Buying a home in San Luis Obispo: ‘It’s not feasible’
A nonprofit’s project to provide nearly three dozen affordable-housing apartments on Schoolhouse Lane in Cambria cleared another hurdle Tuesday, as county supervisors unanimously denied two appeals of the Planning Commission’s Jan. 10 approval of the project’s permit.
Long-planned by People’s Self-Help Housing, the reconfigured Cambria Pines Apartments development includes 33 units in eight buildings on 2.04 acres of a 5.88- acre parcel. The project would be built on a gently sloping Cambria meadow area, near the town’s middle school and the similar Self-Help Housing Schoolhouse Lane Apartment complex that’s been renting 24 affordable-housing apartments since 1997.
The county’s project staff report describes the area as being adjacent to one of the few remaining intact sections of Monterey pine forest on the western edge of East Lodge Hill. The few trees to be removed for the construction would be replaced at the county-required ratio.
There’s no doubt that the need is urgent for affordable housing in pricey Cambria, where tourism- and service-related industries rely on lower-wage employees. As former county supervisor Shirley Bianchi, a Cambria resident, said in her statements supporting the project, “these people are already living in Cambria (and are already using water there) … these are our neighbors … they need to have shelter.”
There’s reportedly a low-income-housing wait list of more than 100 people, some who’ve waited for years for a rare vacancy in the existing units or for the new apartments to be built and available to rent.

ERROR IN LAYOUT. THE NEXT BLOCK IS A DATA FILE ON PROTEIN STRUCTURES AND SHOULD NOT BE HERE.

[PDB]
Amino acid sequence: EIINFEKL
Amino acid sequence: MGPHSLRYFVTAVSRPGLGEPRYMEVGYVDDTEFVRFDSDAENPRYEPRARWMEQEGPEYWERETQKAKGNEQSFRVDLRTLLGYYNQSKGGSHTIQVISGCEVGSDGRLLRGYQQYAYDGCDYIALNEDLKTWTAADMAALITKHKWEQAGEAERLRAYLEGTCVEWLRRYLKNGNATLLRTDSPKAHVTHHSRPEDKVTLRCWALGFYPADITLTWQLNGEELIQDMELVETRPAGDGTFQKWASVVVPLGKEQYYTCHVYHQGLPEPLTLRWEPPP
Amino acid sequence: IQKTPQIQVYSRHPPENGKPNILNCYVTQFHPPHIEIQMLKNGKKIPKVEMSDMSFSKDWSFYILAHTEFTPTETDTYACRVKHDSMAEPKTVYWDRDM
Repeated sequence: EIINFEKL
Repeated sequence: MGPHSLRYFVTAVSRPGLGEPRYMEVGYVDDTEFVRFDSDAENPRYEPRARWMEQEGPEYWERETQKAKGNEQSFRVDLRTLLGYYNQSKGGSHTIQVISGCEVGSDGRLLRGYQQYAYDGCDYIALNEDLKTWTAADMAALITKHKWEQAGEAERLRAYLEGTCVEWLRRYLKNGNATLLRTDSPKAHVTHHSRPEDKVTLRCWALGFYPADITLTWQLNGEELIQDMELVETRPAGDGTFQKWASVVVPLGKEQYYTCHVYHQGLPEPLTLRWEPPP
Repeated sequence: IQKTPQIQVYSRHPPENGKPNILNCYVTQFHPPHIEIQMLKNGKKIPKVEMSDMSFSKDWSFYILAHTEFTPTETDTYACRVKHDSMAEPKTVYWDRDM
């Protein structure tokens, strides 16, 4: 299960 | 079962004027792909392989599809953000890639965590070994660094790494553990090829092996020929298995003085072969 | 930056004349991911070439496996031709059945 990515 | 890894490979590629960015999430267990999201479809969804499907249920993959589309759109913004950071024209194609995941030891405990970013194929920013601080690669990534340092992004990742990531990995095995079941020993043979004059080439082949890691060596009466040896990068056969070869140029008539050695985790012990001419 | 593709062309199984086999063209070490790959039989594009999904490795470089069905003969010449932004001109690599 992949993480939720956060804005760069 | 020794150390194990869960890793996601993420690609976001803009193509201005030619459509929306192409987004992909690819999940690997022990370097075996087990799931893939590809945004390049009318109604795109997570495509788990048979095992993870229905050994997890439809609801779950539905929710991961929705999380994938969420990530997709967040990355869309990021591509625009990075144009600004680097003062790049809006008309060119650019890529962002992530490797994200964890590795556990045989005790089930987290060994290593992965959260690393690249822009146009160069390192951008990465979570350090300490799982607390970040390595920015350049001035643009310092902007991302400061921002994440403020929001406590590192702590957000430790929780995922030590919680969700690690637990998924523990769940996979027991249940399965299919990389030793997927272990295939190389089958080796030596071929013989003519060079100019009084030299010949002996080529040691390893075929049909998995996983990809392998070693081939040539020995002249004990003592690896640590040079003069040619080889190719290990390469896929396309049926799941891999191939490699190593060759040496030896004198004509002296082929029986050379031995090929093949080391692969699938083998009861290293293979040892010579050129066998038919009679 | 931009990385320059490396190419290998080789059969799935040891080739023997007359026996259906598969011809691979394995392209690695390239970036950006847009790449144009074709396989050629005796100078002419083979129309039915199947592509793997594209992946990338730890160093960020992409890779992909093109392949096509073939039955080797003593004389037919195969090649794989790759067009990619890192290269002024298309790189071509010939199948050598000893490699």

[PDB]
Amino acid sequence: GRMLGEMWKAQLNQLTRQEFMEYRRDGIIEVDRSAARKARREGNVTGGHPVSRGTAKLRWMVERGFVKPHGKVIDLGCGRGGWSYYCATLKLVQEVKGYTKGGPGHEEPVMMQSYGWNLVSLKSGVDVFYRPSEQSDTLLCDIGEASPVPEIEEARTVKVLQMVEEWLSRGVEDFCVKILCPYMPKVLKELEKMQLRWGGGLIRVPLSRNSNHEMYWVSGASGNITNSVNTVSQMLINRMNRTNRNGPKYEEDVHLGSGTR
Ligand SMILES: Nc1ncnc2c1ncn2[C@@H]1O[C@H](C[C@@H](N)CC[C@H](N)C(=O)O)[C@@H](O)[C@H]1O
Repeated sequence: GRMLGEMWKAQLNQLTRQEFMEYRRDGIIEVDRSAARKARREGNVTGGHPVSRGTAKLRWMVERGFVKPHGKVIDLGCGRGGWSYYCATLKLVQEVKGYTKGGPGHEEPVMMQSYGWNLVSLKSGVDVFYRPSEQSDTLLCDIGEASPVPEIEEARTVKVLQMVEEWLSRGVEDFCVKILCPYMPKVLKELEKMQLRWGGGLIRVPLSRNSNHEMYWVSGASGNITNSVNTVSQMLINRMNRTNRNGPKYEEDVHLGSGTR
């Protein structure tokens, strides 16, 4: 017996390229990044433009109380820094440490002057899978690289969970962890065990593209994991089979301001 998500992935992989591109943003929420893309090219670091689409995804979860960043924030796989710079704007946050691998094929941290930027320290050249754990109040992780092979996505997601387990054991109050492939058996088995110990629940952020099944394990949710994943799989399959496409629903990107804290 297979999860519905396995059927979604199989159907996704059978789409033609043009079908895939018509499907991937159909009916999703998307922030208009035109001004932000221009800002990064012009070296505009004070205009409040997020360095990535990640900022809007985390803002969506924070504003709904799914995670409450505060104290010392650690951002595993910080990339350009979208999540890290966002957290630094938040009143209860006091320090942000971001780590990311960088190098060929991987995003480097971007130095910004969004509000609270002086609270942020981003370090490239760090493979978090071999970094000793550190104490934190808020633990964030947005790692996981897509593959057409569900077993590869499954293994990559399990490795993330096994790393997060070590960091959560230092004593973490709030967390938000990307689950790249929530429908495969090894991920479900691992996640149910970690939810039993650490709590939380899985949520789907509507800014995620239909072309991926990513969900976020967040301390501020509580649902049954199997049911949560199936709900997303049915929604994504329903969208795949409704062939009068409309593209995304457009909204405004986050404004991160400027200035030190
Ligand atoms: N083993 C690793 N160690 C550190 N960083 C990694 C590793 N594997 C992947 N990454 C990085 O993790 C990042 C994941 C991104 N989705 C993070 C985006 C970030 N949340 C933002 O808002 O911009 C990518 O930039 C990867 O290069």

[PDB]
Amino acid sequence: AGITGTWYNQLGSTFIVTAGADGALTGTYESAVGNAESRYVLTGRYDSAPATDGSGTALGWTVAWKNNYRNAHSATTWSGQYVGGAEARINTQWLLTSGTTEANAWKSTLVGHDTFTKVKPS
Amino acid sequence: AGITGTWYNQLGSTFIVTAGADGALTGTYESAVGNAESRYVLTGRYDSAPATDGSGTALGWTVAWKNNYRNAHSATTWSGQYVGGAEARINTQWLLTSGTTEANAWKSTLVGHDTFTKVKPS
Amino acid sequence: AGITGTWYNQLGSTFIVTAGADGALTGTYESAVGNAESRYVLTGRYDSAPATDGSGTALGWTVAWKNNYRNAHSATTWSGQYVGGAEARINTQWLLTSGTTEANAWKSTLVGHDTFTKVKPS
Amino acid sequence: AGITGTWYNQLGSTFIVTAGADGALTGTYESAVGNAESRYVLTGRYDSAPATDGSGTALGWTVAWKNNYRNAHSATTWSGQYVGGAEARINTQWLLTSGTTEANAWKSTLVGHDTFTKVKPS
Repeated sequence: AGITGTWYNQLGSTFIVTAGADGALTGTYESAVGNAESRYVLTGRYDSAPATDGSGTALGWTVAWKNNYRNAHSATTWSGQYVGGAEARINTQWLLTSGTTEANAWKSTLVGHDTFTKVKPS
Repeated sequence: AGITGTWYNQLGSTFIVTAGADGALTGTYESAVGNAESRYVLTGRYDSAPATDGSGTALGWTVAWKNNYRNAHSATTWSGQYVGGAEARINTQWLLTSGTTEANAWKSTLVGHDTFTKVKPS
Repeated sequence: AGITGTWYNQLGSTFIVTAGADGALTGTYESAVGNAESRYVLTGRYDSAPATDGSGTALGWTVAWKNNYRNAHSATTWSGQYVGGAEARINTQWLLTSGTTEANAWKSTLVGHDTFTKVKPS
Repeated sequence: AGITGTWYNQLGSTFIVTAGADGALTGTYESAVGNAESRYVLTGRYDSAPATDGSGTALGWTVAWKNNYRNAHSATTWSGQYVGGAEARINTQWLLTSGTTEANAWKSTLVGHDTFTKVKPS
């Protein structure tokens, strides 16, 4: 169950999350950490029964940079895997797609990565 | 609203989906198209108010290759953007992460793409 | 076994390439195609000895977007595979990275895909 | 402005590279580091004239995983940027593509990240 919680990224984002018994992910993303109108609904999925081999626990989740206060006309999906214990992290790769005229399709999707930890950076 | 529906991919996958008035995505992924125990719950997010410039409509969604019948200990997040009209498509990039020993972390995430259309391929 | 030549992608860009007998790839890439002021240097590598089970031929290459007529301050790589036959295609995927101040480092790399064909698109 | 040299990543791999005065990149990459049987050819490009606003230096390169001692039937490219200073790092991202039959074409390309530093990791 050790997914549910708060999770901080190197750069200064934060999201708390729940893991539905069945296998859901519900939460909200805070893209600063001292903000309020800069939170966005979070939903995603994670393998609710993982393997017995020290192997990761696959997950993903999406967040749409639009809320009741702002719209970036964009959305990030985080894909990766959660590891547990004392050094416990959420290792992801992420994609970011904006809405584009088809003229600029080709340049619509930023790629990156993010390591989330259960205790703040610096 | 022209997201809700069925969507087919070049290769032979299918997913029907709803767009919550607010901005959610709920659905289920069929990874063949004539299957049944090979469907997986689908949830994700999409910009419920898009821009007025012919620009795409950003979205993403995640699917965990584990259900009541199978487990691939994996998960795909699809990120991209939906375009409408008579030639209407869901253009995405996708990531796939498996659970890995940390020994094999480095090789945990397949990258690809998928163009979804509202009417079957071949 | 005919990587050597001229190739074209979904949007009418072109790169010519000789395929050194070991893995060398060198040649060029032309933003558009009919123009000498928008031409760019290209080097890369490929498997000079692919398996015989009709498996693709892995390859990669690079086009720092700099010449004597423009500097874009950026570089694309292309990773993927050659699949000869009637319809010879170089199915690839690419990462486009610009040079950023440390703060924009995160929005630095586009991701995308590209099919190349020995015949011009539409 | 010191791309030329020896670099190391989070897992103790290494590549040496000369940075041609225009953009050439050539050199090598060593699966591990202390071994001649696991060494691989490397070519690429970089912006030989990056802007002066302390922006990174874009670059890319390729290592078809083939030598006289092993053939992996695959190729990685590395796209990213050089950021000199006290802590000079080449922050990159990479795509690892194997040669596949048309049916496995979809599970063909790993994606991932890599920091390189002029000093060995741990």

Cambria residents Mary Webb and Christine Heinrichs filed the appeals, citing such issues as insufficient water supply, environmental impacts (especially to the two creeks and aquifers that provide Cambria’s municipal water) and increased fire risk.
The two women said that, if those issues were solved, they’d certainly support having more Cambria housing for low-income families. When the Cambria Community Services District approved in 2001 the moratorium on issuing new water connections, which is still in place, it set aside a certain amount of water for affordable housing.
Among other issues mentioned by another three speakers who asked that supervisors approve the appeals were potential traffic and evacuation problems, and perceived insufficiencies in the CCSD’s program used to allocate water to the project.
However, the supervisors sided quickly with the project and comments made by seven people who spoke in favor of it, which already has the “intent to serve” letter that would allow construction to proceed, once the project’s permit is finalized. There is another potential step in that process, should the appellants or anybody else decide to appeal the supervisors’ decision to the California Coastal Commission.
Once the commission receives formal notice of the supervisors’ vote, the appeal period would be open for two weeks.
Before Supervisor Bruce Gibson made the motion to deny the appeals and uphold the planning commission’s approval, he emphasized the “human side of this … there’s no doubt this is vitally needed in Cambria,” where many people live in difficult conditions, such as having several families in one house or motel unit or no housing at all.